Heart disorders a looming killer in Africa

Geneva- Switzerland (PANA) -- Cardiovascular disorders are likely to be leading causes of deaths in Africa in the next 20 years, nutritional health experts attending the global forum for health research here have warned.
Poor nutrition, lifestyle habits which encourage smoking and the lack of regular physical exercises, the experts said, pose serious health risks related to the action of both heart and lungs among African communities.
"It is necessary for African populations to go back to traditional foodstuff, notably high fibre foods, vegetables and traditional protein diet," said Professor Tola Atinmo, a nutritionist at Nigeria's University of Ibadan.
Of greater concern, however, is the nutritional status of Africa's under-five-years-old children.
About half of the children suffer from undernourishment, a problem which also retards their mental health development, Atinmo observed.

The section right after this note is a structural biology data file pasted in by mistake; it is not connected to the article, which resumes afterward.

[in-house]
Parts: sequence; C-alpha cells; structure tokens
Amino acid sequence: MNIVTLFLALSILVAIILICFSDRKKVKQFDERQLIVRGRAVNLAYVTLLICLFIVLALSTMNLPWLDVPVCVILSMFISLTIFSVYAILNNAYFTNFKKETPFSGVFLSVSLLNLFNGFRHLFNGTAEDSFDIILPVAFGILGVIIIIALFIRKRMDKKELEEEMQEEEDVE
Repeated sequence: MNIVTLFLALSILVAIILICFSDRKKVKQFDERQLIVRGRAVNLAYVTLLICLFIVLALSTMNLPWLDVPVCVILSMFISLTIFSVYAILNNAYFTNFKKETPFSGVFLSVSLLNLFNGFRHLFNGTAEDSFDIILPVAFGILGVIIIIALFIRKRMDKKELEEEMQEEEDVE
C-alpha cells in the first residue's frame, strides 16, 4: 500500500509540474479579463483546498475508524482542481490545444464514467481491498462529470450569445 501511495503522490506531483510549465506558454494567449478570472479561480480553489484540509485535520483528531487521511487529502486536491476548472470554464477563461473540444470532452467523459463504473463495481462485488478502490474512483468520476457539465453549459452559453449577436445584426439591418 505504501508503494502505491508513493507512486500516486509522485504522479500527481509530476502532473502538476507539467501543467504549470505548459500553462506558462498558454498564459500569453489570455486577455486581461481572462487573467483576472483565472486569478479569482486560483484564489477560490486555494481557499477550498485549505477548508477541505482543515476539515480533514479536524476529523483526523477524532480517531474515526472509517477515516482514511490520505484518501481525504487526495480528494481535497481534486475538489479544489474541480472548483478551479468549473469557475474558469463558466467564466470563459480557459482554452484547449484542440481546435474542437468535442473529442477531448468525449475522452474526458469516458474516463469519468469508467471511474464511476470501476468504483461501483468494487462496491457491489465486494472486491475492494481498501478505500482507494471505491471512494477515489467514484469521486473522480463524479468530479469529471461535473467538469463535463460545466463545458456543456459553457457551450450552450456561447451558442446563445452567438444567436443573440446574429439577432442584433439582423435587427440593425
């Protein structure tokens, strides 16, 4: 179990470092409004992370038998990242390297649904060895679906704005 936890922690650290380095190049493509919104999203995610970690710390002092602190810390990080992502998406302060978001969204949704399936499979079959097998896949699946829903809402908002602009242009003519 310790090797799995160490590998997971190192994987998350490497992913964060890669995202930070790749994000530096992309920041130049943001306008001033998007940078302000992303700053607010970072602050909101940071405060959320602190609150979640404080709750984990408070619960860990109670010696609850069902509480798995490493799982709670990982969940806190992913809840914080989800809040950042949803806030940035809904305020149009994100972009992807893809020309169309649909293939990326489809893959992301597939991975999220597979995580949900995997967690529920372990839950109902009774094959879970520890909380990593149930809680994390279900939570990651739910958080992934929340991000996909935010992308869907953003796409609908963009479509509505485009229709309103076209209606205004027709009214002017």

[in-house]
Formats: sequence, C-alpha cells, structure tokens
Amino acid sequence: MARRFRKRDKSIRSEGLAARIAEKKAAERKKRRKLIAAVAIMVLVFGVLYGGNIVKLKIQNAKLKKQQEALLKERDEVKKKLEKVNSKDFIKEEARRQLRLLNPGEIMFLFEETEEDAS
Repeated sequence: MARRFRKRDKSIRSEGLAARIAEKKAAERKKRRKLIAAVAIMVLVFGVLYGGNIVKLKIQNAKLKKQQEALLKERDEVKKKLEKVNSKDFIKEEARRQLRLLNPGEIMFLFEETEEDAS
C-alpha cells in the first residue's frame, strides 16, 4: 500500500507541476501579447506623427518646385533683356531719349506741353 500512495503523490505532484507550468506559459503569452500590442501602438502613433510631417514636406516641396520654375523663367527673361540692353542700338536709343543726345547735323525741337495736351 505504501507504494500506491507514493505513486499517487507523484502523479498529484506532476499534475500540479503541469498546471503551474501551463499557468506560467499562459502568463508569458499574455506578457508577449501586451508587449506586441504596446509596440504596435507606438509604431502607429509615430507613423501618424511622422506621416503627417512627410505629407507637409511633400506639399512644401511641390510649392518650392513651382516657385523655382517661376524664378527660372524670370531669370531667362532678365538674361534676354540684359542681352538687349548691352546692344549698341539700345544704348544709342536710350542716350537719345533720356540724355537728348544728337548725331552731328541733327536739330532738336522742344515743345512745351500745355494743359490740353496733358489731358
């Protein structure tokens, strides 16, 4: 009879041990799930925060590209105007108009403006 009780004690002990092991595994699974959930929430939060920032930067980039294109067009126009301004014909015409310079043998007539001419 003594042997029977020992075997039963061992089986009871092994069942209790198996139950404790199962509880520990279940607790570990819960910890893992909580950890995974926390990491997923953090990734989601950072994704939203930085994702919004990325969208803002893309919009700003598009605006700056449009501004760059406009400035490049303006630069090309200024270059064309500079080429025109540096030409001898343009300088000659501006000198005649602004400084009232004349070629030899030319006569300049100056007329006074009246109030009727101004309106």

Atinmo has urged African mothers to breastfeed babies, at least for six months after birth, in order to boost their resistance to infant-related infections.
But in view of the AIDS pandemic on the continent, many HIV-positive women were reportedly hesitant to breastfeed their infants fearing they would infect the children with the deadly virus.
According to Professor Qurraisha Abdool Karim of the department of community health at the University of Natal, South Africa, sub-Saharan Africa is the only region of the world where HIV prevalence was considered to be more among women than men.
Atinmo however told PANA that a WHO research had shown that only about 20 percent of infants were likely to get HIV when from breastfed by HIV-positive mothers.
"For the sake of the 80 percent, mothers must be encouraged to breastfeed their babies as this provides immunity from diseases.
But HIV-positive women need to be assisted to make informed choices," he said.

11 october 2001 21:12:00




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